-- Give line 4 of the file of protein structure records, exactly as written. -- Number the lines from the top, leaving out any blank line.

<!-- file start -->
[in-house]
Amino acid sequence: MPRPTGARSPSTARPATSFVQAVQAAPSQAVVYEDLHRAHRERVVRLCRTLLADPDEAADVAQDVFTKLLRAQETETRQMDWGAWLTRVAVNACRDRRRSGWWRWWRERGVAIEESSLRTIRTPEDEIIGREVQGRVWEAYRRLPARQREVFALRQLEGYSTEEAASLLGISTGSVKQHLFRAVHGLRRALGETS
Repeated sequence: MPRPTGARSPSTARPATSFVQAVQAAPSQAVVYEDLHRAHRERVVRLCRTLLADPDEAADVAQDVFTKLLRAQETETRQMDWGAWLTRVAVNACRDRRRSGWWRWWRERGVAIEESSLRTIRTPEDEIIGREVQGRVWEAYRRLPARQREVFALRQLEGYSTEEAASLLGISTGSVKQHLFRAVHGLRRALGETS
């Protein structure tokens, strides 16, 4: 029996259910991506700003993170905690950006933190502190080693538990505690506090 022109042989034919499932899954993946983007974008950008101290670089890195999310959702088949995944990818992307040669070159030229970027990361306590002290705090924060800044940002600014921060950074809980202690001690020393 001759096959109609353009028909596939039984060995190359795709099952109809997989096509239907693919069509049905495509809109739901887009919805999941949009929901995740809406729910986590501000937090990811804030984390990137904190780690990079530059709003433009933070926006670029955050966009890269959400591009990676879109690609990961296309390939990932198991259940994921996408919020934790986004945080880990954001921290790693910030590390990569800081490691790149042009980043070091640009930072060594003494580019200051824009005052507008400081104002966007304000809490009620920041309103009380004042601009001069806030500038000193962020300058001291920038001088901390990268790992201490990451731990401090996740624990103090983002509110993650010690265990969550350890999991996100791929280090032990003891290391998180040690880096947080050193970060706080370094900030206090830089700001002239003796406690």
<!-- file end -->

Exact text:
């Protein structure tokens, strides 16, 4: 029996259910991506700003993170905690950006933190502190080693538990505690506090 022109042989034919499932899954993946983007974008950008101290670089890195999310959702088949995944990818992307040669070159030229970027990361306590002290705090924060800044940002600014921060950074809980202690001690020393 001759096959109609353009028909596939039984060995190359795709099952109809997989096509239907693919069509049905495509809109739901887009919805999941949009929901995740809406729910986590501000937090990811804030984390990137904190780690990079530059709003433009933070926006670029955050966009890269959400591009990676879109690609990961296309390939990932198991259940994921996408919020934790986004945080880990954001921290790693910030590390990569800081490691790149042009980043070091640009930072060594003494580019200051824009005052507008400081104002966007304000809490009620920041309103009380004042601009001069806030500038000193962020300058001291920038001088901390990268790992201490990451731990401090996740624990103090983002509110993650010690265990969550350890999991996100791929280090032990003891290391998180040690880096947080050193970060706080370094900030206090830089700001002239003796406690």